Computer Graphics World

April 2011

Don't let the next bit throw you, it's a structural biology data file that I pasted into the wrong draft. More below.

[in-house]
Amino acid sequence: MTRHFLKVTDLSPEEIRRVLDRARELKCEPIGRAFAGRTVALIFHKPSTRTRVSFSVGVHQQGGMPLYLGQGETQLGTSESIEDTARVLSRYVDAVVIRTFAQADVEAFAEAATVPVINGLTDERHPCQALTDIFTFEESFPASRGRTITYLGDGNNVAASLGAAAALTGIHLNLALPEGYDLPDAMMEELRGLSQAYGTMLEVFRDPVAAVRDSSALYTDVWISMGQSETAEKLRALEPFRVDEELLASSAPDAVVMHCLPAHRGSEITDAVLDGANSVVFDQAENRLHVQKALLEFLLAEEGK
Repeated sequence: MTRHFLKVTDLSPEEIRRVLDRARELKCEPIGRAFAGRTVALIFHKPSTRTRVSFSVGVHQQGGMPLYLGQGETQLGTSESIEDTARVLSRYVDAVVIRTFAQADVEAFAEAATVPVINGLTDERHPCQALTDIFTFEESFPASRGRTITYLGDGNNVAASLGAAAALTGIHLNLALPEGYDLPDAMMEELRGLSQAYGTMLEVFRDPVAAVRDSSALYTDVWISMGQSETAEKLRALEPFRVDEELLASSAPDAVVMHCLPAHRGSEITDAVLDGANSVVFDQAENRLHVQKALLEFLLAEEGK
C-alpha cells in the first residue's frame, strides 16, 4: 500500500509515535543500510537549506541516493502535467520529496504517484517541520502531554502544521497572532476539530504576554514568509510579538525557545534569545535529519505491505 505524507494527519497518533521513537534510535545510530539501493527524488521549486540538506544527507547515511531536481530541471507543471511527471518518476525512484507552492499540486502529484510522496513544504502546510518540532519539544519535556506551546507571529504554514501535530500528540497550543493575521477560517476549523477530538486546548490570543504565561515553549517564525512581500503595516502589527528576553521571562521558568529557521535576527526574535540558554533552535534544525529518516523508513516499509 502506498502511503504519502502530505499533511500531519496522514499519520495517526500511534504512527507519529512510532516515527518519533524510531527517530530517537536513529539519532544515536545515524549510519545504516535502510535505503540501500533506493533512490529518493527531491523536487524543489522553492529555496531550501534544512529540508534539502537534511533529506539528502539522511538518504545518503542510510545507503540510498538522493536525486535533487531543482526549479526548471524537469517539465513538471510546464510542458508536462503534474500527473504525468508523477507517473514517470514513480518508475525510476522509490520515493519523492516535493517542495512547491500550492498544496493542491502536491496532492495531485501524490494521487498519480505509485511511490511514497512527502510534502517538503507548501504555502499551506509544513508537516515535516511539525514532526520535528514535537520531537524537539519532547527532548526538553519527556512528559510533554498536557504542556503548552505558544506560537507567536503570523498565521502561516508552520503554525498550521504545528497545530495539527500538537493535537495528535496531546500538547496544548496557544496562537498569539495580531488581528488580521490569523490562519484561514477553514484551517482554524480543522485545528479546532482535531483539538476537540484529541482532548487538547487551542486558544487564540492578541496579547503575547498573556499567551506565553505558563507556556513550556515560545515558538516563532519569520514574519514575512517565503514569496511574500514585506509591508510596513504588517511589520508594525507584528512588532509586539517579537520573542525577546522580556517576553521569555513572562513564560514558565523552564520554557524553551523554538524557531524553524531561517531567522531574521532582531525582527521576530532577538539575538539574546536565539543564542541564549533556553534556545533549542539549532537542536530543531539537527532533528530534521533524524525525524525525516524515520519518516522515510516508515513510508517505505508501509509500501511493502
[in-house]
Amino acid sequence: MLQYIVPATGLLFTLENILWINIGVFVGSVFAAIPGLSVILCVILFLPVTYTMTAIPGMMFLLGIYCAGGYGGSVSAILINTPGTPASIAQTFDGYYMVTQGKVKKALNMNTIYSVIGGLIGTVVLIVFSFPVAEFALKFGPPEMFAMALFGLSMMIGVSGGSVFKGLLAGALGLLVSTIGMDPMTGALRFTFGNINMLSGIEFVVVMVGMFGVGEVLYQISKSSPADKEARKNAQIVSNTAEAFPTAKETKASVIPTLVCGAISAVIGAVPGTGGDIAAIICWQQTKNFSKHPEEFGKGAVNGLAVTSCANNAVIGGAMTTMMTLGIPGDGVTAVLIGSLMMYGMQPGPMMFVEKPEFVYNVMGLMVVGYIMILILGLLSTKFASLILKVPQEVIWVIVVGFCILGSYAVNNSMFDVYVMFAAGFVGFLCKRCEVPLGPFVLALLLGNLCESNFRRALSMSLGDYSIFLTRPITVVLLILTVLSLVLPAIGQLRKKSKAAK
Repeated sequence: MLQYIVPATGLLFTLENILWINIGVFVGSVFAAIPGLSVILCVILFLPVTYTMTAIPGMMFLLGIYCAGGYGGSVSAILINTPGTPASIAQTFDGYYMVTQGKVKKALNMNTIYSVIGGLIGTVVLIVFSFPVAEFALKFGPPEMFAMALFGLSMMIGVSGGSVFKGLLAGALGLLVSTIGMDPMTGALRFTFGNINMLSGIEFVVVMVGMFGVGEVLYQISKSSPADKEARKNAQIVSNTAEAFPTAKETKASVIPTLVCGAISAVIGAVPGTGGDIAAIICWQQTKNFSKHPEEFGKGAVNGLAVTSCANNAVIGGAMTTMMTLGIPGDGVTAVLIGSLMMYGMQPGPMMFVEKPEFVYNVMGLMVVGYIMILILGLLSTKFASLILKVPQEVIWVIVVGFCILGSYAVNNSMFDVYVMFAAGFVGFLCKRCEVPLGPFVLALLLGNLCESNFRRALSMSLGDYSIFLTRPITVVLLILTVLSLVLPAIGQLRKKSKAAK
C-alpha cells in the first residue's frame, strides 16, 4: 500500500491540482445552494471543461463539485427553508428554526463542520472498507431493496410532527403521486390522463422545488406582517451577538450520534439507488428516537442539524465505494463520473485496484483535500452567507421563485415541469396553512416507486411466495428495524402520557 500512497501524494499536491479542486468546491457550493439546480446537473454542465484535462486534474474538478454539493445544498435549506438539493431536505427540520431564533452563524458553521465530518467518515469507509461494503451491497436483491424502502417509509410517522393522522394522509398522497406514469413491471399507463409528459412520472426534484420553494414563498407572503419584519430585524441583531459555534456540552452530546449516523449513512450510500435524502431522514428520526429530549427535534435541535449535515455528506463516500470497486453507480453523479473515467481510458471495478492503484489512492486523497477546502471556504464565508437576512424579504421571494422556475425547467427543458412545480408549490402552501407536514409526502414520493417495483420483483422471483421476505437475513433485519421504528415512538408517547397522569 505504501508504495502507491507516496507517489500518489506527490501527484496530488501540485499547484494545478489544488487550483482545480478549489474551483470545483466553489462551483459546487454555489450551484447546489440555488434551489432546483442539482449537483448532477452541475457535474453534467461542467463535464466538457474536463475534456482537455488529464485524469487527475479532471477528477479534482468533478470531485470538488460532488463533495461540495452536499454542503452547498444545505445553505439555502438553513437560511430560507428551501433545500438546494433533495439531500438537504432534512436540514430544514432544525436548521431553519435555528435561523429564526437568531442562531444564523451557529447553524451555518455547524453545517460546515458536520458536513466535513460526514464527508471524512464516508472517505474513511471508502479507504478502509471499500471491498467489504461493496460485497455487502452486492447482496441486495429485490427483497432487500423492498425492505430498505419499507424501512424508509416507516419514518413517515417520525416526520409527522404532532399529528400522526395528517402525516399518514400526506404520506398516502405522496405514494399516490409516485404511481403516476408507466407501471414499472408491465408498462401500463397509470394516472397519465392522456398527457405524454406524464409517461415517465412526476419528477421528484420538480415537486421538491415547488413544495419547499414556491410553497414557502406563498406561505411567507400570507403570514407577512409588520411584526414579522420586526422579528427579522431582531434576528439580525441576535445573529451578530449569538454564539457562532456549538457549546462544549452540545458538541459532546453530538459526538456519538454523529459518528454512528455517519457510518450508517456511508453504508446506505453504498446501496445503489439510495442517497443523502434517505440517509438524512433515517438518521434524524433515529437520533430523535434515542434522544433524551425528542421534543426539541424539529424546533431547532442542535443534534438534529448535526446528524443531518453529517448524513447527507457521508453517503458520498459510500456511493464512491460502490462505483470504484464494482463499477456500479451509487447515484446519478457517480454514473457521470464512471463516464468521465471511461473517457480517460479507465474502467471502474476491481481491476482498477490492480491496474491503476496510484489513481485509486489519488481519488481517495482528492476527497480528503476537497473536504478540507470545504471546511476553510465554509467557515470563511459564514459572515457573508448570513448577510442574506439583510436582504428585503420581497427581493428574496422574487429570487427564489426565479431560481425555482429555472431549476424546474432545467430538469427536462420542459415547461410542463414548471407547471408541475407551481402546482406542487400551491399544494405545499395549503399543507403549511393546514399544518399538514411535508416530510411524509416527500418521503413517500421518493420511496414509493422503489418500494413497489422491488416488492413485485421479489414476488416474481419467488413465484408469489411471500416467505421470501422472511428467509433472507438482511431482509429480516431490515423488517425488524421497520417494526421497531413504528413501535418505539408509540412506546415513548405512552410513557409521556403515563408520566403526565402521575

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■ ■ ■ ■ Animation Superheroes are cool. But now they are cooler than ever. Th at’s because comic-book marvel Stan Lee—creator of such legend- ary heroes as Spider-Man, Th e Incredible Hulk, Th e Fantastic Four, Iron Man, Th or, and more—is introducing brand-new characters be- longing to the league (and to the National Hockey League). But instead of acquiring their superhuman characteristics from spiders, DNA ex- periments, cosmic rays, technological innovation, or a Norse god, these new legends derive their powers from the NHL franchise each was con- ceived to represent. Th eir mission: to watch over their respective teams, fans, and stadiums. In other words, to be guardians of the ice. Th e concept was the brainchild of Guardian Media Entertainment (GME). A joint venture between the NHL and Stan Lee’s SLG Enter- tainment, GME launched this unique NHL-themed superhero fran- chise, known as Th e Guardian Project. So, what exactly is Th e Guardian Project? It may be easier to explain what it isn’t. It’s not a game. Nor is it a comic-book series. And, it’s not a movie. At least, not at this moment. And it defi nitely is not a replace- ment for the team mascots. Rather, it’s more of an idea. At least that’s what it was until the crew at motion-capture facility Vicon House of Moves (HOM) got involved. Working with GME, they helped bring the concept to computer-generated life. Legends of the Ice Th e Guardians comprise a collection of 30 superheroes. Th e backstory centers on Mike Mason, a boy who has the ability to transform his imaginary friends into 30 superheroes, organically themed after each NHL team. With Mason at the helm, the Guardians fi ght dark forces to keep their respective cities and arenas safe. Th e other goal of these superheroes is to excite the current base of NHL fans and to attract a new generation of youngsters and tweens to the world of hockey by rolling out subsequent stories involving the Guardian characters. To this end, GME’s hope was that the characters become familiar faces in the world of professional hockey by appear- ing in broadcasts and animated sequences at home arenas throughout the season. In addition to having the heroes appear on JumboTrons at home games, GME is eyeing other outlets for the characters, including movies, comic books, television, and Web-based games. Global media domination, in other words. Th e characters assume the elements and traits of their respective hock- ey franchise (for instance, the Calgary Flames’ Guardian has the power to control fi re; the Boston Bruins’ Guardian fi ghts evil with his sonic roar). However, the story lines in “Th e Guardian Project”—whatever the medium—are not about hockey. Th ey’re all about superhero action. 26 April 2011

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